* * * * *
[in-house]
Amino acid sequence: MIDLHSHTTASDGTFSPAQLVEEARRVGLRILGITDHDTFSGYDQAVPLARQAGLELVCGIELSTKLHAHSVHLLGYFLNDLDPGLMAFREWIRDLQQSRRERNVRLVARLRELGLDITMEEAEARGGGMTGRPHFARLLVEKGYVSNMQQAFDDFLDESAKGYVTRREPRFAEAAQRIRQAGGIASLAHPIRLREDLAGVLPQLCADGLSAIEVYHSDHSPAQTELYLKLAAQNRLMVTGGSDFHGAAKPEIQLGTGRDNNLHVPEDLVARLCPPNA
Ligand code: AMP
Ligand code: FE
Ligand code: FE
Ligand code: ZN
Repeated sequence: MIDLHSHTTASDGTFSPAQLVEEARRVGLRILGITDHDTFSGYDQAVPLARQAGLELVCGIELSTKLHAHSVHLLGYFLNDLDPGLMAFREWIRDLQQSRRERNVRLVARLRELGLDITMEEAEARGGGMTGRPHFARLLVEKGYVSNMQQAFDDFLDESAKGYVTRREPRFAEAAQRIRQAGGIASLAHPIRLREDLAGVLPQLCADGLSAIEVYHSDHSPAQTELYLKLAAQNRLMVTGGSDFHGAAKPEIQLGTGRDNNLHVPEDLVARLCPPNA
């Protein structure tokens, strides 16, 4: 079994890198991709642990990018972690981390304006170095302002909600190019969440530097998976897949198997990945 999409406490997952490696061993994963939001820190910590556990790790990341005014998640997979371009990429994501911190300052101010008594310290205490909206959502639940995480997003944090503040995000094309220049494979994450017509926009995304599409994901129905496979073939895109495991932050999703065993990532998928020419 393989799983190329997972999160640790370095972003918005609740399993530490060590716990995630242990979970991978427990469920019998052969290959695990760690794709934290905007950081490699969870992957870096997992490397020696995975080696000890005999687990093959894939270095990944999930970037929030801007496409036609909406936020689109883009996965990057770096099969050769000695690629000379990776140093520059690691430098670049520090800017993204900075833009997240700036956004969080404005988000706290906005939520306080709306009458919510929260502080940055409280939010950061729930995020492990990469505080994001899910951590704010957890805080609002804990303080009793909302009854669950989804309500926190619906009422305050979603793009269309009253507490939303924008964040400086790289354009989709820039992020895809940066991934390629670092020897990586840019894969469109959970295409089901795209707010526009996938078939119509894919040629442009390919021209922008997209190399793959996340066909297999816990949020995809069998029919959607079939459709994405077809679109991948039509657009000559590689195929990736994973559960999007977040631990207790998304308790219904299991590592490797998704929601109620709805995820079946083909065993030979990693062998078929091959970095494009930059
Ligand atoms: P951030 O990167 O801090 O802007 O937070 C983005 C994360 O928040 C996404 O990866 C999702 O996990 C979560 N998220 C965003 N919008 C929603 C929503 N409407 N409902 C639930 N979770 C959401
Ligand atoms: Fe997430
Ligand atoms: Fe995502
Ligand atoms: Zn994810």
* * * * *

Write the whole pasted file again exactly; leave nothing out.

[in-house]
Amino acid sequence: MIDLHSHTTASDGTFSPAQLVEEARRVGLRILGITDHDTFSGYDQAVPLARQAGLELVCGIELSTKLHAHSVHLLGYFLNDLDPGLMAFREWIRDLQQSRRERNVRLVARLRELGLDITMEEAEARGGGMTGRPHFARLLVEKGYVSNMQQAFDDFLDESAKGYVTRREPRFAEAAQRIRQAGGIASLAHPIRLREDLAGVLPQLCADGLSAIEVYHSDHSPAQTELYLKLAAQNRLMVTGGSDFHGAAKPEIQLGTGRDNNLHVPEDLVARLCPPNA
Ligand code: AMP
Ligand code: FE
Ligand code: FE
Ligand code: ZN
Repeated sequence: MIDLHSHTTASDGTFSPAQLVEEARRVGLRILGITDHDTFSGYDQAVPLARQAGLELVCGIELSTKLHAHSVHLLGYFLNDLDPGLMAFREWIRDLQQSRRERNVRLVARLRELGLDITMEEAEARGGGMTGRPHFARLLVEKGYVSNMQQAFDDFLDESAKGYVTRREPRFAEAAQRIRQAGGIASLAHPIRLREDLAGVLPQLCADGLSAIEVYHSDHSPAQTELYLKLAAQNRLMVTGGSDFHGAAKPEIQLGTGRDNNLHVPEDLVARLCPPNA
């Protein structure tokens, strides 16, 4: 079994890198991709642990990018972690981390304006170095302002909600190019969440530097998976897949198997990945 999409406490997952490696061993994963939001820190910590556990790790990341005014998640997979371009990429994501911190300052101010008594310290205490909206959502639940995480997003944090503040995000094309220049494979994450017509926009995304599409994901129905496979073939895109495991932050999703065993990532998928020419 393989799983190329997972999160640790370095972003918005609740399993530490060590716990995630242990979970991978427990469920019998052969290959695990760690794709934290905007950081490699969870992957870096997992490397020696995975080696000890005999687990093959894939270095990944999930970037929030801007496409036609909406936020689109883009996965990057770096099969050769000695690629000379990776140093520059690691430098670049520090800017993204900075833009997240700036956004969080404005988000706290906005939520306080709306009458919510929260502080940055409280939010950061729930995020492990990469505080994001899910951590704010957890805080609002804990303080009793909302009854669950989804309500926190619906009422305050979603793009269309009253507490939303924008964040400086790289354009989709820039992020895809940066991934390629670092020897990586840019894969469109959970295409089901795209707010526009996938078939119509894919040629442009390919021209922008997209190399793959996340066909297999816990949020995809069998029919959607079939459709994405077809679109991948039509657009000559590689195929990736994973559960999007977040631990207790998304308790219904299991590592490797998704929601109620709805995820079946083909065993030979990693062998078929091959970095494009930059
Ligand atoms: P951030 O990167 O801090 O802007 O937070 C983005 C994360 O928040 C996404 O990866 C999702 O996990 C979560 N998220 C965003 N919008 C929603 C929503 N409407 N409902 C639930 N979770 C959401
Ligand atoms: Fe997430
Ligand atoms: Fe995502
Ligand atoms: Zn994810």